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Riga 2013: The. Bacon. Is. Raw.

[This blogpost was written by Team Canada alternate Stephanie LeDrew prior to Saturday's 7-6 playoff victory over the United States. The semifinal, against Scotland, was next up at 1:00pm ET]

Steph's view of the field of play

Steph's view of the field of play

by Stephanie LeDrew

RIGA, Latvia – Remember a few days ago when we already had three losses? Well, we've finished the round robin at 8-3. This team is relentless! A four-game winning streak at the end of the round robin bodes well for our momentum entering the playoffs. We finished alone in third place, and while three other teams with five losses battled it out for fourth, we enjoyed a day off. We practiced last night but otherwise, we checked out the sights and sounds of Riga, Latvia.

Here are some things we noticed.

1) Tim Horton's magnificent curler-friendly brew excluded, Europe has the best coffee on earth.

2) Bacon is served raw in Latvia.

3) There are no stop signs. Anywhere. Yet both cars and pedestrians move confidently forward without any regard for those around them and somehow, nobody gets hurt.

4) Fully enclosed showers don't exist. You're somehow expected to get cleaned up under a high pressure hose without spraying water all over the bathroom (a skill we've managed to perfect only after a considerable amount of practice. Many apologies to the Hotel Maritim housekeeping staff.)

Perhaps the most pleasant surprise is the fact that Latvia seems to be embracing curling with open arms. The Latvian team won but a single game – an extra-end victory over Switzerland – and they hugged and cried like they had just won the world championship. It was a heartwarming moment. Besides that, they had a huge fan contingent (in relative terms – there were only 75 people in the place at any given time, but at least a third of those fans were for Latvia) who would routinely get up and walk from one end of the arena to the other, to get better seats for viewing each end. They loudly chanted "Lat-Vi-Ja, Lat-Vi-Ja!" any time a good shot was made, and they cheered for other teams' good shots too.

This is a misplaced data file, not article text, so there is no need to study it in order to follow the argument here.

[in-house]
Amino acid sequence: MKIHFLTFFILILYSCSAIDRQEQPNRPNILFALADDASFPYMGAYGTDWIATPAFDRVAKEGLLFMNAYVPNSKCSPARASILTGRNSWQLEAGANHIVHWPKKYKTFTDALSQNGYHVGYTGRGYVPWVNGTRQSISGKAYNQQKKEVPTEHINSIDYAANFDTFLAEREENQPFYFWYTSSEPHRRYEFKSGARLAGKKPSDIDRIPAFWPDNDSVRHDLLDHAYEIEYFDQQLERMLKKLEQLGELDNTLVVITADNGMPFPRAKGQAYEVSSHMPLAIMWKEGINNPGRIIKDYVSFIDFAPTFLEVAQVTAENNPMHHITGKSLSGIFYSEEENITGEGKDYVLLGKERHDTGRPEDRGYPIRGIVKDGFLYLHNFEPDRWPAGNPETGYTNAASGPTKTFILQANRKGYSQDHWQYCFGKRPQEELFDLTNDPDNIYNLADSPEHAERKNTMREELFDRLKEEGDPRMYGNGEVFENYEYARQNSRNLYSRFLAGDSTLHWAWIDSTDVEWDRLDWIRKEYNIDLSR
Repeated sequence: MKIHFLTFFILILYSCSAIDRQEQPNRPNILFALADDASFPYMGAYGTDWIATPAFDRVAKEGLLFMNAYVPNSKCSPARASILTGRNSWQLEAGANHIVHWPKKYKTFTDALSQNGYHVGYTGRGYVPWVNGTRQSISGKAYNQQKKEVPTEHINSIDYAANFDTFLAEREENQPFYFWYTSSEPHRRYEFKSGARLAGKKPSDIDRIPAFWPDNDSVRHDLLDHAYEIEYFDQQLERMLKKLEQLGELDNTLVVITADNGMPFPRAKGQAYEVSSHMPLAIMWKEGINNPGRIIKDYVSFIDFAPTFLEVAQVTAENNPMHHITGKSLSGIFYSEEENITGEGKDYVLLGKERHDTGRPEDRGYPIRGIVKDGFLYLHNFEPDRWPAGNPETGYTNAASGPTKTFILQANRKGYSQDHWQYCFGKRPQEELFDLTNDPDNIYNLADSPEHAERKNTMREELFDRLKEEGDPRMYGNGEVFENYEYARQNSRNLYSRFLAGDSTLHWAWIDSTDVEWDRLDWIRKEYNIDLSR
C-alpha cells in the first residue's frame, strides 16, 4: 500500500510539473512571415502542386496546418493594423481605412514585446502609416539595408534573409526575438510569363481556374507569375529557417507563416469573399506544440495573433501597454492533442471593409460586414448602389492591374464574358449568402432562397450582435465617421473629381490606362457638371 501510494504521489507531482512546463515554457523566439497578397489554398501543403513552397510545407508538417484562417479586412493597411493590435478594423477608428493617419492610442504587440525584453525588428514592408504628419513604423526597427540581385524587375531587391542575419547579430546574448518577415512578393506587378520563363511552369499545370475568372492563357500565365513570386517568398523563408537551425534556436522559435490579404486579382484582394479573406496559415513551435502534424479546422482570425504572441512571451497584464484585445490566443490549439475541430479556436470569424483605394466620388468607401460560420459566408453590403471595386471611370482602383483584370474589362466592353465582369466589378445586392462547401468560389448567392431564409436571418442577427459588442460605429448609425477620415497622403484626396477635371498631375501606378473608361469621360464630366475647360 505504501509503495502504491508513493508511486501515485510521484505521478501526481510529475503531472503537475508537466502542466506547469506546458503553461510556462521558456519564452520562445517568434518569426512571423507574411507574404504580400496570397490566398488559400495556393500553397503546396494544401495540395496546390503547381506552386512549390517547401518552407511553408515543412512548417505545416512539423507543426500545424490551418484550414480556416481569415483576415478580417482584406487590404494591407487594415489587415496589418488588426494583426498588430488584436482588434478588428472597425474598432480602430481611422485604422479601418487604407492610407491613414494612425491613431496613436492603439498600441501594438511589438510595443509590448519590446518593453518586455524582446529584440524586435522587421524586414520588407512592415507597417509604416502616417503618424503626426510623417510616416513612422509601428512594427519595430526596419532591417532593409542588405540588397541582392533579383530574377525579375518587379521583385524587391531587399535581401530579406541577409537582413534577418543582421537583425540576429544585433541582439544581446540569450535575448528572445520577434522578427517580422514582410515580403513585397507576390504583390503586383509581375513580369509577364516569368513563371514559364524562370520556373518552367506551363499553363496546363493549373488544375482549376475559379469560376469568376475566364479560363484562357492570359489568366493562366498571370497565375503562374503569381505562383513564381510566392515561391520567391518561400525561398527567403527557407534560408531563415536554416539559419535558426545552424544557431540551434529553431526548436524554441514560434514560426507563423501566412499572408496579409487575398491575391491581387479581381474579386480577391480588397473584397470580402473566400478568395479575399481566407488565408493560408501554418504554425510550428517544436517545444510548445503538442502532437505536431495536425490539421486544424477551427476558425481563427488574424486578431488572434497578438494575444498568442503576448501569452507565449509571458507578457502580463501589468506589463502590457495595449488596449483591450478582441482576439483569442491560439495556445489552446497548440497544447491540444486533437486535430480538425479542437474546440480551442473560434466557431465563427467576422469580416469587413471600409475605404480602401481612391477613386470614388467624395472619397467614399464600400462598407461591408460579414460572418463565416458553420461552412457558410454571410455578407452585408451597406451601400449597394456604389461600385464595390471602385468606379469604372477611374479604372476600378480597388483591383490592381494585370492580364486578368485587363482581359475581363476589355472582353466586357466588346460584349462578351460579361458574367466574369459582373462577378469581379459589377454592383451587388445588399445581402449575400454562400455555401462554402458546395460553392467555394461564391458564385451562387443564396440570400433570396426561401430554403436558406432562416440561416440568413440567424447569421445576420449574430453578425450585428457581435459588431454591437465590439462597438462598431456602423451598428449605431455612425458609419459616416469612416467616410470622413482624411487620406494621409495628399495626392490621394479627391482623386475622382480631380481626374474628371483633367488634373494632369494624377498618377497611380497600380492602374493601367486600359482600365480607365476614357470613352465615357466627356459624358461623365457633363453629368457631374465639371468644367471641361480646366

There's also an adjacent area that has offered curling to the public every day – and it's been a busy place.

For a country that only has about 250 curlers, they're quickly moving in the right direction. This is what we often forget as curlers who have been immersed in the game since we were kids. It's still growing, and this is exciting news for our sport.

We are heading into the playoffs with high hopes and unbreakable spirits. Our team's determination and cooperative dynamic is inspiring – as Coach Earle says, "None of us are as good as all of us," and we're working hard together to bring the gold back to Canada. I hope to write again, possibly Saturday night, with tales of incredible shotmaking, loud cheering, a full arena, and one more game to play. Tune in, Canada: we're gonna make it a good one!

[Photo by Stephanie LeDrew – click on image to increase viewing size]